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In 2015 at Flemington racecourse near Melbourne in Australia, the stage was set for “the race that stops a nation” - the Melbourne Cup.
And unbeknown to the thousands of racegoers who thronged the stands, a cast of disparate racing professionals had assembled to pull off one of the most audacious and unlikely victories the race had ever witnessed in its 155 year history. This is the story of a Melbourne Cup Hero.
The clock was ticking down to the 3pm start and Michelle Payne was focussing on keeping her mount, Prince Of Penzance as calm and quiet as possible.
Prince Of Penzance was sired by the British horse Pentire and his name was a reference to the Cornish town of Penzance. In times past the place was noted as a haven for pirates and it amused Michelle to think that her own pirate of Penzance could slip through the field and make off with the bounty.
She knew better than anyone that Prince could get a little fiery before and during a race. After all she had been on him for all of his races bar one and even for his training gallops; she simply did not trust anyone else to ride him.
Her boss, the trainer Darren Weir, indulged her in this as he valued her commitment and the special relationship she had developed with the horse.
Darren himself as a trainer was a one off; a hard working, down to earth man with an Aussie’s sense of humour.
He preferred to train out in the country at Baccarat, rather than join the town based trainers who dominated the Metro Premiership. But In the 2013/2014 season he toppled the Victorian Metro trainer Peter Moody to become the first country based trainer to win the Metro Premiership.
As Michelle waited to be loaded into the number one barrier she knew she had her brother Stevie to thank for such a good draw as it would suit the Prince’s running style to be drawn right against the rail. As Prince Of Penzance’s strapper he was responsible for drawing the prime slot of number one barrier.
Stephen Payne was one of her 9 older siblings who had all been raised alone by their dad Paddy. Tragically their mum, Mary, had died in a car accident when Michelle was just 6 months old.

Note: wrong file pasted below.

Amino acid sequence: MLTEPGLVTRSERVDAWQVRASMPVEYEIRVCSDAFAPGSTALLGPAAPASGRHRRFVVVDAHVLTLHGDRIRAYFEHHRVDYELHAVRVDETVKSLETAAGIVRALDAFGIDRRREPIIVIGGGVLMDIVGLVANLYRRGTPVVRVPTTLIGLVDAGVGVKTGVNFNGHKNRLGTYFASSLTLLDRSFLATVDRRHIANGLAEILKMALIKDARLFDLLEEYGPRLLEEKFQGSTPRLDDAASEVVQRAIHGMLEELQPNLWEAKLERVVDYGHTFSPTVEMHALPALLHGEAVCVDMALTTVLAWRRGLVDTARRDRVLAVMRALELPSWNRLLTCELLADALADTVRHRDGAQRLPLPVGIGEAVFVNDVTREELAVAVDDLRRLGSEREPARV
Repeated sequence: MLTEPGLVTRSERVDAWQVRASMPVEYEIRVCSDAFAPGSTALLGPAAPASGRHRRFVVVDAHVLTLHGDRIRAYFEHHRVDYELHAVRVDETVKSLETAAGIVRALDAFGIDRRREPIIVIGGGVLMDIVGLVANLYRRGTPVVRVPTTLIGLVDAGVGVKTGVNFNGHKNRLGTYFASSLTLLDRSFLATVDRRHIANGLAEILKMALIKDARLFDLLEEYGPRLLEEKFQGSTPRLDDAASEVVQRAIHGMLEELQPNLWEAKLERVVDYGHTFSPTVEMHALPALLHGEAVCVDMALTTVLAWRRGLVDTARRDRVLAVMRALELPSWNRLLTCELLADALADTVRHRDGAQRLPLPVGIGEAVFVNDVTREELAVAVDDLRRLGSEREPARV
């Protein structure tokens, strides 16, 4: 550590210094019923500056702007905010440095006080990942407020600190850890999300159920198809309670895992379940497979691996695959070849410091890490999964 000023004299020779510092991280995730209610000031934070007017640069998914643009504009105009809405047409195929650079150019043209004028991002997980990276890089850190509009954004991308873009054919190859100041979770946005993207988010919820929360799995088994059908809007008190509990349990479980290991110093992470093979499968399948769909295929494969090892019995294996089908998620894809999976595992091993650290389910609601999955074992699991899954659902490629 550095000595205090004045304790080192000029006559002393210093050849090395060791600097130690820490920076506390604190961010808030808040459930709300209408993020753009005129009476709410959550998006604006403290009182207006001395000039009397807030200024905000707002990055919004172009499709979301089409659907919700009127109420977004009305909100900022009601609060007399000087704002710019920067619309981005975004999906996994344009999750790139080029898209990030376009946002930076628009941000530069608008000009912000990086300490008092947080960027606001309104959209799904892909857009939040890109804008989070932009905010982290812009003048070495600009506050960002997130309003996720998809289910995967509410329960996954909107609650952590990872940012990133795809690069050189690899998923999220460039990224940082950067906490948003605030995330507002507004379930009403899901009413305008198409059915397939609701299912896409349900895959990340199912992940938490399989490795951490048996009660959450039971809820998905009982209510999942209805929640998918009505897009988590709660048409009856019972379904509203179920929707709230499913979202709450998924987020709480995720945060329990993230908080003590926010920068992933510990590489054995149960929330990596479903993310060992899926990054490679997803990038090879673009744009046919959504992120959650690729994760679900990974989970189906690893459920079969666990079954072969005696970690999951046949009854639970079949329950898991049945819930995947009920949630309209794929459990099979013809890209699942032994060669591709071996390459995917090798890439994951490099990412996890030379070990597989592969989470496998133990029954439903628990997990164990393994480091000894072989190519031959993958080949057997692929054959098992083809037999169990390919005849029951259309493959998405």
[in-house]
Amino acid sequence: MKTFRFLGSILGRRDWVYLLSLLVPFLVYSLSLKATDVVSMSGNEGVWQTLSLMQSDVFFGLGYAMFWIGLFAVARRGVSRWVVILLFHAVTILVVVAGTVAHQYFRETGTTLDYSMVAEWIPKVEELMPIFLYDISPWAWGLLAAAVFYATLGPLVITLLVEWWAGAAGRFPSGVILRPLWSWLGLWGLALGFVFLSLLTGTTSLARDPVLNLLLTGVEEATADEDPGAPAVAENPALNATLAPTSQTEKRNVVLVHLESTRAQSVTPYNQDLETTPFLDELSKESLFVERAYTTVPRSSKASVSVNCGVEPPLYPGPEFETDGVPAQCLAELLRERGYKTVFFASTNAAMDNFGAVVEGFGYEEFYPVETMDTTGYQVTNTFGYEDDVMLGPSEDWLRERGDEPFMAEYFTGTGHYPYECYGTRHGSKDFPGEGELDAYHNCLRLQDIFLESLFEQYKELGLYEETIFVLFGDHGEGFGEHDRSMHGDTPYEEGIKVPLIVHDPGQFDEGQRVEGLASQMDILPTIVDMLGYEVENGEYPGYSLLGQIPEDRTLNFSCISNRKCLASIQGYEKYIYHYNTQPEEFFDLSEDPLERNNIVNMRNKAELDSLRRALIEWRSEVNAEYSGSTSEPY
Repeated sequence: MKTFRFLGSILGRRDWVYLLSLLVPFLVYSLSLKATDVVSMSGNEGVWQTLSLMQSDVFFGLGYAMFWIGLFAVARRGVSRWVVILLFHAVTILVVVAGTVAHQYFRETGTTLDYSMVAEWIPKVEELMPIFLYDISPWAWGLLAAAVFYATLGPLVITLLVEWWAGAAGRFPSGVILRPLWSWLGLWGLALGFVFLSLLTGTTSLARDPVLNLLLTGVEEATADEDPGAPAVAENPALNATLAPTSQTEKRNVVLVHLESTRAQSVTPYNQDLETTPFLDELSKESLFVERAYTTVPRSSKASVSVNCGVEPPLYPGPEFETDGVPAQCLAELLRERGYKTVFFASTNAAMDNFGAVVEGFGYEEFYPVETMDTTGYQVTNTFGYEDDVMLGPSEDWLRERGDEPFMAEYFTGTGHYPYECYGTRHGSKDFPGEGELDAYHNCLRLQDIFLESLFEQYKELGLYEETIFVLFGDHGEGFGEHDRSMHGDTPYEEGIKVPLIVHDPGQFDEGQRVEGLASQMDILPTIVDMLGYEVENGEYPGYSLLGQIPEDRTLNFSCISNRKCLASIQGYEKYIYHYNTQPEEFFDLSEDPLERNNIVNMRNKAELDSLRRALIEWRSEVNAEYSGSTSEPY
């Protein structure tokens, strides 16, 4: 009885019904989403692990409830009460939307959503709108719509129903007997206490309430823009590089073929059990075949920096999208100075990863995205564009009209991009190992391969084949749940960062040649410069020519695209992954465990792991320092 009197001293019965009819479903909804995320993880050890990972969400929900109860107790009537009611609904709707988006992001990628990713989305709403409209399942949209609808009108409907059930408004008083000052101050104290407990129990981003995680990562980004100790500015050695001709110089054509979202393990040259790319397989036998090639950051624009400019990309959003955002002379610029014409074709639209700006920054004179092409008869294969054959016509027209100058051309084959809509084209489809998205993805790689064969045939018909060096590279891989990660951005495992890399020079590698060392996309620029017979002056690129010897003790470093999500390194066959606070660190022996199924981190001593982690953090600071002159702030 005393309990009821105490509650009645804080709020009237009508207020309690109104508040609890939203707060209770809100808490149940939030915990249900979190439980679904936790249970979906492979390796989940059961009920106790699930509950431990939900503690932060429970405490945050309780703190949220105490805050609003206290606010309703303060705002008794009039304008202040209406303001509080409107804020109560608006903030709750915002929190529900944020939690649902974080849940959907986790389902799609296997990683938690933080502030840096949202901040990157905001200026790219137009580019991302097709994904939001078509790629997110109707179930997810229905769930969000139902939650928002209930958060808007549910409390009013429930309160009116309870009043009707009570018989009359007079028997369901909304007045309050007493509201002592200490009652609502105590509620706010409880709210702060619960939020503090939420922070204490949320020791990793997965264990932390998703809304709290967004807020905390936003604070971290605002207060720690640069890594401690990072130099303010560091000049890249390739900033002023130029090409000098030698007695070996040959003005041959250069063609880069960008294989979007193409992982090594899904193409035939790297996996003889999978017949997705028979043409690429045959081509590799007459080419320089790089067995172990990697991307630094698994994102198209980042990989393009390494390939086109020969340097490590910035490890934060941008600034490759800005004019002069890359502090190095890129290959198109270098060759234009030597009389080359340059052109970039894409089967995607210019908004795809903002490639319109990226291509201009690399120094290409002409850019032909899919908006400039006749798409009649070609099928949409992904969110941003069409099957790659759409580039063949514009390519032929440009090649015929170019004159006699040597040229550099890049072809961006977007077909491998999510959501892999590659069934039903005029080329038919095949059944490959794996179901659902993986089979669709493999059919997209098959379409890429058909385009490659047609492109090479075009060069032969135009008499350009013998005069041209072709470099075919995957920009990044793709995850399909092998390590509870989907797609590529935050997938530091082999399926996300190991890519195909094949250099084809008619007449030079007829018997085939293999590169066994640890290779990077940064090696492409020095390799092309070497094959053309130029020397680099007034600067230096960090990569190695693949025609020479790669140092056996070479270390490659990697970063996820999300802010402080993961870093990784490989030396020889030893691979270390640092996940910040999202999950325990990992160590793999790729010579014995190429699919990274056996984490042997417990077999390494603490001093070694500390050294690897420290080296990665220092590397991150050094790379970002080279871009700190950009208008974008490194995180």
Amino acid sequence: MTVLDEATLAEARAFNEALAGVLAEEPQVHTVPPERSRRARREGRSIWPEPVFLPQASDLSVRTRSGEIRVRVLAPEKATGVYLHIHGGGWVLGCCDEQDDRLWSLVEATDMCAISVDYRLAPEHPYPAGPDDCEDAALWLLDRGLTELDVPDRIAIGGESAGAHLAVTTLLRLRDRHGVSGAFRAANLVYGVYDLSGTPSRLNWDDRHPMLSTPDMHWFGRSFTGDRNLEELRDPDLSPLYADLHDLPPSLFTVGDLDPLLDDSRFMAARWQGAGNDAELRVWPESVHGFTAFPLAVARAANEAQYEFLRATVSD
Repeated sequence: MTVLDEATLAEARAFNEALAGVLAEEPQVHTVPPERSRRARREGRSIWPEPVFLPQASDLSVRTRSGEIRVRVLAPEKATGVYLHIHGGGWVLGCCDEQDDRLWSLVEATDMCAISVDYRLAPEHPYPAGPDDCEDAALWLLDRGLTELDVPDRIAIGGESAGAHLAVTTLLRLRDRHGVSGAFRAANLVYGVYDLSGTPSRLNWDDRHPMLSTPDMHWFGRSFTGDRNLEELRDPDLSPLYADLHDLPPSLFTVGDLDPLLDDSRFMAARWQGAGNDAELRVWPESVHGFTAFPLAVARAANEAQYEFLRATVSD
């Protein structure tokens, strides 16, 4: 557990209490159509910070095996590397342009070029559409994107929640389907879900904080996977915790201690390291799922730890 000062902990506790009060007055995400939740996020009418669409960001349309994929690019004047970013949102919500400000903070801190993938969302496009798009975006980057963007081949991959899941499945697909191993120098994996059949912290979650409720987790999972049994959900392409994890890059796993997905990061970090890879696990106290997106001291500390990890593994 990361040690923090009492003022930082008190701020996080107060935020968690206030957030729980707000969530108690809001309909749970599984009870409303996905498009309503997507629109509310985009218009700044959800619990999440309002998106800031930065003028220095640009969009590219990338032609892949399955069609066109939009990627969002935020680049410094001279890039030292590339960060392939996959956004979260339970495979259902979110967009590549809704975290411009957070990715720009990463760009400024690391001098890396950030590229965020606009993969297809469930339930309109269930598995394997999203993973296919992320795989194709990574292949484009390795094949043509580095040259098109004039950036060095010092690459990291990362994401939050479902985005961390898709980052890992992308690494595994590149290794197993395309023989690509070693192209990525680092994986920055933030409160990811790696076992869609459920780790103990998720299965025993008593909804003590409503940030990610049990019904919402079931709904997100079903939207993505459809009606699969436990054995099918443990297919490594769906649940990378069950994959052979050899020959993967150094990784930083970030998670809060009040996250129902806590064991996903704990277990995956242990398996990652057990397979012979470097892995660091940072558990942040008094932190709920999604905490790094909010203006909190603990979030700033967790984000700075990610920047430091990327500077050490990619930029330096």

To make life harder for Stevie he had been born with Down’s Syndrome, but this had not prevented him from making a success of his life.
He had been given a chance by Michelle’s boss Darren Weir as a strapper and had rewarded Darren by working hard and proving a success in the yard.
Michelle also had reason to be grateful to her boss for even getting the ride today. When Weir chose Michelle to ride his horse in the Cup she would be only the 4th female jockey to participate in the race - and the owners didn’t like it. They wanted a male jockey but Weir stuck to his guns and insisted Payne was the best jockey for the horse.
As Prince Of Penzance was lead quietly to the stalls Michelle dismissed all thoughts and focussed entirely on the race that was about to start.
She had complete faith in her horse; no matter that at $50,000 he had only cost a fraction of the rest of the field; no matter that this would be the first time he would need to keep up a relentless gallop for a lung bursting 2 miles; no matter the punters and bookies considered him a no-hoper with odds of 100/1.
It's true that the betting for the Melbourne Cup is always wide open and even the horses at the head of the market can be as high as 20/1, especially in the ante post market. But even so 100/1 is really the price of an outsider.
In the 2015 race the Japanese horse Fame Game was the favourite at 4/1 and the punters were keen on his chance, closely followed by Ed Dunlop's horse, Trip To Paris at odds of 5/1. But only the Australian horse Sertorius had odds as big as Prince Of Penzance.
The starter raised his flag and suddenly the gates sprang open and a wall of horses surged forwards.
High up in the stand, Darren Weir watched in shock as the field leapt from the barriers - Prince Of Penzance appeared to half-walk out. He was stone cold last and any advantage of the inside draw vanished in the thunder of flying hooves. Briefly Michelle’s words of 2 weeks ago rang hollow in his ears: “he’s the best horse I’ve ever ridden, I think he can win the Cup.” To which he had replied: “I’ll be happy with a top 10 finish.”
Michelle tried to remain calm as she cajoled her horse to catch up with the field and although she knew the best position on the inside rail was gone she had worked herself back into contention.
Beneath her she sensed that Prince was travelling strongly; he was relaxed and enjoying his own power and the excitement of the race.
She too allowed herself to relax and for a moment it seemed that horse and rider were back in Baccarat, flying through the fields with the wind in their face.
Gradually she became aware of the roar from the crowd as they rushed by in a blur, the wall of horses surrounding her began to thin. Prince continued his relentless gallop and suddenly she realised her only competitors were to her left against the rail.
She urged him to make one last supreme effort and shouted at him as she had never shouted before and Prince Of Penzance, bless his heart, sprinted as he had never sprinted before. All of a sudden they were clear and the line flashed by.
She'd Won! She'd won! She'd won!
A huge wave of emotion washed over Michelle, she felt numb, her body limp and for a moment she was transported back to her childhood and the time she had said to her school friends; “When I grow up I shall be a famous jockey and win the Melbourne Cup”.